Feature image by Anna Caitlin Harris

Meet 20 women photographers behind the lens creating game-changing, happily disruptive imagery right now. These are voices not magnified by a larger-than-art online presence: Each artist commands only modest social media influence, yet gloriously immodest photographic prowess. Still, we’re pretty sure you’ll want them in your Instagram feed.

Could these 20 fresh and female perspectives help shape the future of photography? We can’t wait to find out.

20 Prolific women photographers — Ana Myer
Photo by Ana Myer

Ana Myer

Aberdeen, Maryland
anamyer.com, @anadmyer

Ana’s thoughts on photography: “Photography’s my way of staying in the moment. As someone who suffers from severe anxiety, it’s a therapeutic way for me to stay grounded and process everything around me.”

Q: What makes a great photo? A: The two “C”s: connection and composition.

Q: Best advice: A: Take it slow. Don’t be overwhelmed by all the camera models and which lenses create the creamiest bokeh. Just learn your camera inside out.

Q: What have you learned? A: Photography has taken me on a spiritual journey, and allowed me to look at myself from different perspectives. Photography’s pushed me to find out who I am not only as an artist, but as a person.

Photo gear: Canon EOS 5D Mark II, EF 50mm f/1.2L USM lens.

20 Prolific women photographers — Molly Matcham
Photo by Molly Matcham

Molly Matcham

Carlisle, Cumbria, United Kingdom
mollymatchamphotography.com, @mollymatcham

Molly’s thoughts on photography: “Photography is such a huge part of my life — it’s never just work to me. I try to seek out the in-between moments that show connections and clues to personalities. Taking time to listen and talk to people is very important, even if I’m photographing a stranger in the street. There needs to be a connection between me and my subjects; they must be able to trust me. People who are passionate about what they do or create inspire me.”

Q: What makes a great photo? A: One that makes you want to know more about the subject, almost like something special about them is being revealed to you.

Q: What you’ve learned: A: The importance of personal work. It’s through personal projects and photographing family and friends that I’ve discovered my own style, which I’ve then been able to apply to my professional work.

Photo gear: Contax 645, 80mm lens and and my Canon EF 50mm f/1.8 lens or 16-35mm wide-angle zoom. For personal work I also use my Canon AE-1 35mm SLR, Fujifilm GF670 Rangefinder, Holga, and Yashica Mat-124G medium-format camera.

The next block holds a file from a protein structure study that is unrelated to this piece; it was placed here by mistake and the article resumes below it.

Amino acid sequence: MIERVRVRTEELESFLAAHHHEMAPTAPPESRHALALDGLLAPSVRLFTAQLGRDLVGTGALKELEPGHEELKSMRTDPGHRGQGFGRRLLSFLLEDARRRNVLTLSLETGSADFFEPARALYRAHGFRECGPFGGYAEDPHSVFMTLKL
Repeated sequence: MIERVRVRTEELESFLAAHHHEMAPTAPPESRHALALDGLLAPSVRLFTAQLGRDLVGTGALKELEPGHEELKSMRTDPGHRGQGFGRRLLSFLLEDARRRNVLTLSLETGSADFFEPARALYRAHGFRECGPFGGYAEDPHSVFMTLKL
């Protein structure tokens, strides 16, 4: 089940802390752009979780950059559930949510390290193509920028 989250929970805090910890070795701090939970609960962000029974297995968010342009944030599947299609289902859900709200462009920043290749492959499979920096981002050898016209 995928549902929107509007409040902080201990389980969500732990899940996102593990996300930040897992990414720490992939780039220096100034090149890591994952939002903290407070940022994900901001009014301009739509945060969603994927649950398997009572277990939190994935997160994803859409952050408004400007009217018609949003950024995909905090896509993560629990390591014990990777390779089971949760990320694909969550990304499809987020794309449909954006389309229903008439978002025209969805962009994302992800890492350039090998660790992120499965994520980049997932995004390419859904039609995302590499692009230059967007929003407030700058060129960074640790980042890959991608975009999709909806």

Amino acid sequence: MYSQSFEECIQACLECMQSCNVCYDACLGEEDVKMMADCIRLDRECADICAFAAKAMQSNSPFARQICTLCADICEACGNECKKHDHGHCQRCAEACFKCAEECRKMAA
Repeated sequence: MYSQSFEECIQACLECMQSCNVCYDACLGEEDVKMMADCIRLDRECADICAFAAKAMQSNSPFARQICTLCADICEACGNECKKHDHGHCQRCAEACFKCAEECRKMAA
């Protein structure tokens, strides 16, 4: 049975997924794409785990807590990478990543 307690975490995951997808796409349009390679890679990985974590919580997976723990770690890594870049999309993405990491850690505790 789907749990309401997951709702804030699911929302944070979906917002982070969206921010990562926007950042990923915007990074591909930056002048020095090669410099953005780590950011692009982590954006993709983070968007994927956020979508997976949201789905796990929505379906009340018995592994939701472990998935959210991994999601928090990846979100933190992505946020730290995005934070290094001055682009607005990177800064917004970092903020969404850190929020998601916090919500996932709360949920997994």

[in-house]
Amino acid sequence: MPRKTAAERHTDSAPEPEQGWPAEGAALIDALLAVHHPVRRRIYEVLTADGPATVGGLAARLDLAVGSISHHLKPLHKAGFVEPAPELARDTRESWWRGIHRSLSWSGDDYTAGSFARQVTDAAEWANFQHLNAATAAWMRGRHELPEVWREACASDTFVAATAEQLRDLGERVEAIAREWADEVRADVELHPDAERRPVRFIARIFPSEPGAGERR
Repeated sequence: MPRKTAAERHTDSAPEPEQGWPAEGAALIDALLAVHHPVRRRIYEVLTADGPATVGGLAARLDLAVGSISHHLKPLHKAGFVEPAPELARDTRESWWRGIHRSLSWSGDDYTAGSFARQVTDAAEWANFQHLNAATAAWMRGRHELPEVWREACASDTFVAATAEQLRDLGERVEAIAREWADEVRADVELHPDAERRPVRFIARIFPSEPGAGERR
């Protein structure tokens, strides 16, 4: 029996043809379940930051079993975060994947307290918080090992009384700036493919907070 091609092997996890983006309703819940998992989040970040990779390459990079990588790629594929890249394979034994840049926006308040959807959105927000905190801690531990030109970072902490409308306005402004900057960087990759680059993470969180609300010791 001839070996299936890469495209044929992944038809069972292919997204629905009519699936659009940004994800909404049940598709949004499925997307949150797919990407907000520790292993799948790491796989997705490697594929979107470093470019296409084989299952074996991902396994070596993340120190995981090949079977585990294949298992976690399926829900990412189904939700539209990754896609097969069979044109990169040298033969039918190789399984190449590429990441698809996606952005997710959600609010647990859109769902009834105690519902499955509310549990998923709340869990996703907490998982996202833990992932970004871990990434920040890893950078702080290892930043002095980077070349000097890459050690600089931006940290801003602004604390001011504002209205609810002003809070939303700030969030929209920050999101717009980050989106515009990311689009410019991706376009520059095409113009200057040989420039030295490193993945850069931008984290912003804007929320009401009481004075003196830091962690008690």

20 Prolific women photographers
Photo by Ashley Johnson
20 Prolific women photographers
Photo by Ashley Johnson

Ashley Johnson

Winston-Salem, North Carolina
hiaj.co, @hiaj

Ashley’s thoughts on photography: “I used to take my camera everywhere; I was obsessed with documenting every facet of my life. After a few years, I started leaning toward conceptual projects. Lately, my portraits have been inspired by pop culture and how it ties to deeply personal subject matter. The feeling I get when the concept and the subject I’m shooting connect perfectly is unmatched… It’s a personal victory.”

Q: Best advice: A: Make sure you’re making the photo for yourself, not your viewership. If you’re doing your best, your work will pull the right audience and opportunities for expansion or acceleration into your orbit.

Q: What you’ve learned: A: As a photographer who relies solely on natural light, I have a keen understanding of the sun’s angles throughout every hour of the day.

Q: What’s next? A: I am committed to creating unique local art experiences. I’d like to turn my home into an art gallery for a year. I feel I finally have a direction: To give literal life to my subjects and the subjects of other artists.

Julie Guertin women photographers changing the industry
Photo by Julie Guertin

Julie Guertin

Montreal, Quebec, Canada
julieguertin.com, @julieguertin

Julie’s thoughts on photography: “My images are an interpretation of what’s unfolding in front of me, and for which I’m using visual elements like blur, light leaks and film soup, to give intensity.”

Q: What inspires you to grab your camera? A: People. Hands down.

Q: What makes a great photo? A: When the image makes the viewer feel something.

Q: Best advice: A: Learn the rules, but don’t forget that it’s OK to break them. Don’t be afraid to be bold and to experiment.

Q: What you’ve learned? A: Figuring out what I like in photography and why I like it has helped me to produce work that’s more intentional and meaningful.

Cameras: Pentax 645n, Nikon F100, Nikon N80, Holga, Yashica Mat-124G. Lenses: Pentax-FA 645 45mm f/2.8, Pentax-FA 645 75mm f/2.8, Sigma 35mm f/1.4 Art, AF-S Nikkor 50mm f/1.8G. Films: Kodak Portra 400, Kodak Tri-X 400, Kodak Ultramax 400 (for my film soup), Kodak Ektar (my fave for light leaks). Lab: The FIND Lab. Experimenting with film is the vehicle I’ve found to be heard and fight the dark areas of my soul. It fills me with color.

Katie Metka - Prolific women photographers changing the industry
Photo by Katie Metka

Katie Metka

Texas Hill Country

Ana’s thoughts on photography: “I’m drawn to the story within the photograph, what the subject was feeling and why. That’s in my mind as I’m capturing my children playing or when they’re being still. I’m looking for honesty.”

Q: How does photography make you feel? A: As a child, I loved the old photos in my grandmother’s house of my parents when they were children. Photography is our way of visiting the past and stirring up memories.